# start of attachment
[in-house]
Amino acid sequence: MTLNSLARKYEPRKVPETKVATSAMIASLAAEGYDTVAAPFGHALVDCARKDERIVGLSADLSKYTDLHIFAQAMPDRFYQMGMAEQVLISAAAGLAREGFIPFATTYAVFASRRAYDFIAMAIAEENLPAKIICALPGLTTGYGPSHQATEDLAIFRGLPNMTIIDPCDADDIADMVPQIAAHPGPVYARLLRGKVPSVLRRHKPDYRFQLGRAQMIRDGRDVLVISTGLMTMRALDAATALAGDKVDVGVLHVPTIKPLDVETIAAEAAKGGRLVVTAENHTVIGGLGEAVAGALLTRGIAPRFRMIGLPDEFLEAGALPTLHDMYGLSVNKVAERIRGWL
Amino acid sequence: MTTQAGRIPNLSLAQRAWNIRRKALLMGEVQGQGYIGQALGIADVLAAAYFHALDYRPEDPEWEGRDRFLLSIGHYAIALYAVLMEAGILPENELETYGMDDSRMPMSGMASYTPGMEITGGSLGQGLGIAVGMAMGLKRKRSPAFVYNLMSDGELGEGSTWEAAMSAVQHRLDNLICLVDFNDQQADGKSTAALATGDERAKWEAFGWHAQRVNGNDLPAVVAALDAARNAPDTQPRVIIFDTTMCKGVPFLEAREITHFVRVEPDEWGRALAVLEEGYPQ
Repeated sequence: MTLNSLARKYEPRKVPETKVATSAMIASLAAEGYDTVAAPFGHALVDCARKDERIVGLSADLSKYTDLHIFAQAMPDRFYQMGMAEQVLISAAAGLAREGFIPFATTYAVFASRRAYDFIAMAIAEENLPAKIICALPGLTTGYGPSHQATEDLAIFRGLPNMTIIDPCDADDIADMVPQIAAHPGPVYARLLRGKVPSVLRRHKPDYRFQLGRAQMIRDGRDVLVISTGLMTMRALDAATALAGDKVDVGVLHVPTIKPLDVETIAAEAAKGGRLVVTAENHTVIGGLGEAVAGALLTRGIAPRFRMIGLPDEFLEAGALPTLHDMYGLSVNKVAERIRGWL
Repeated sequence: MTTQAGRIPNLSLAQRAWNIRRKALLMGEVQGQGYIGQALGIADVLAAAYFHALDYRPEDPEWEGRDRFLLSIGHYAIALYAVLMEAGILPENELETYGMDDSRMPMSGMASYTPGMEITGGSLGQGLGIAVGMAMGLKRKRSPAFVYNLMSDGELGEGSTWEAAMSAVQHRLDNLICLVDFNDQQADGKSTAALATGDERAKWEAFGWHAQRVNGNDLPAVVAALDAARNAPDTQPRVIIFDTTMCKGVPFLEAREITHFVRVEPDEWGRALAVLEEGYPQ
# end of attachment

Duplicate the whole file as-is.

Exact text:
[in-house]
Amino acid sequence: MTLNSLARKYEPRKVPETKVATSAMIASLAAEGYDTVAAPFGHALVDCARKDERIVGLSADLSKYTDLHIFAQAMPDRFYQMGMAEQVLISAAAGLAREGFIPFATTYAVFASRRAYDFIAMAIAEENLPAKIICALPGLTTGYGPSHQATEDLAIFRGLPNMTIIDPCDADDIADMVPQIAAHPGPVYARLLRGKVPSVLRRHKPDYRFQLGRAQMIRDGRDVLVISTGLMTMRALDAATALAGDKVDVGVLHVPTIKPLDVETIAAEAAKGGRLVVTAENHTVIGGLGEAVAGALLTRGIAPRFRMIGLPDEFLEAGALPTLHDMYGLSVNKVAERIRGWL
Amino acid sequence: MTTQAGRIPNLSLAQRAWNIRRKALLMGEVQGQGYIGQALGIADVLAAAYFHALDYRPEDPEWEGRDRFLLSIGHYAIALYAVLMEAGILPENELETYGMDDSRMPMSGMASYTPGMEITGGSLGQGLGIAVGMAMGLKRKRSPAFVYNLMSDGELGEGSTWEAAMSAVQHRLDNLICLVDFNDQQADGKSTAALATGDERAKWEAFGWHAQRVNGNDLPAVVAALDAARNAPDTQPRVIIFDTTMCKGVPFLEAREITHFVRVEPDEWGRALAVLEEGYPQ
Repeated sequence: MTLNSLARKYEPRKVPETKVATSAMIASLAAEGYDTVAAPFGHALVDCARKDERIVGLSADLSKYTDLHIFAQAMPDRFYQMGMAEQVLISAAAGLAREGFIPFATTYAVFASRRAYDFIAMAIAEENLPAKIICALPGLTTGYGPSHQATEDLAIFRGLPNMTIIDPCDADDIADMVPQIAAHPGPVYARLLRGKVPSVLRRHKPDYRFQLGRAQMIRDGRDVLVISTGLMTMRALDAATALAGDKVDVGVLHVPTIKPLDVETIAAEAAKGGRLVVTAENHTVIGGLGEAVAGALLTRGIAPRFRMIGLPDEFLEAGALPTLHDMYGLSVNKVAERIRGWL
Repeated sequence: MTTQAGRIPNLSLAQRAWNIRRKALLMGEVQGQGYIGQALGIADVLAAAYFHALDYRPEDPEWEGRDRFLLSIGHYAIALYAVLMEAGILPENELETYGMDDSRMPMSGMASYTPGMEITGGSLGQGLGIAVGMAMGLKRKRSPAFVYNLMSDGELGEGSTWEAAMSAVQHRLDNLICLVDFNDQQADGKSTAALATGDERAKWEAFGWHAQRVNGNDLPAVVAALDAARNAPDTQPRVIIFDTTMCKGVPFLEAREITHFVRVEPDEWGRALAVLEEGYPQ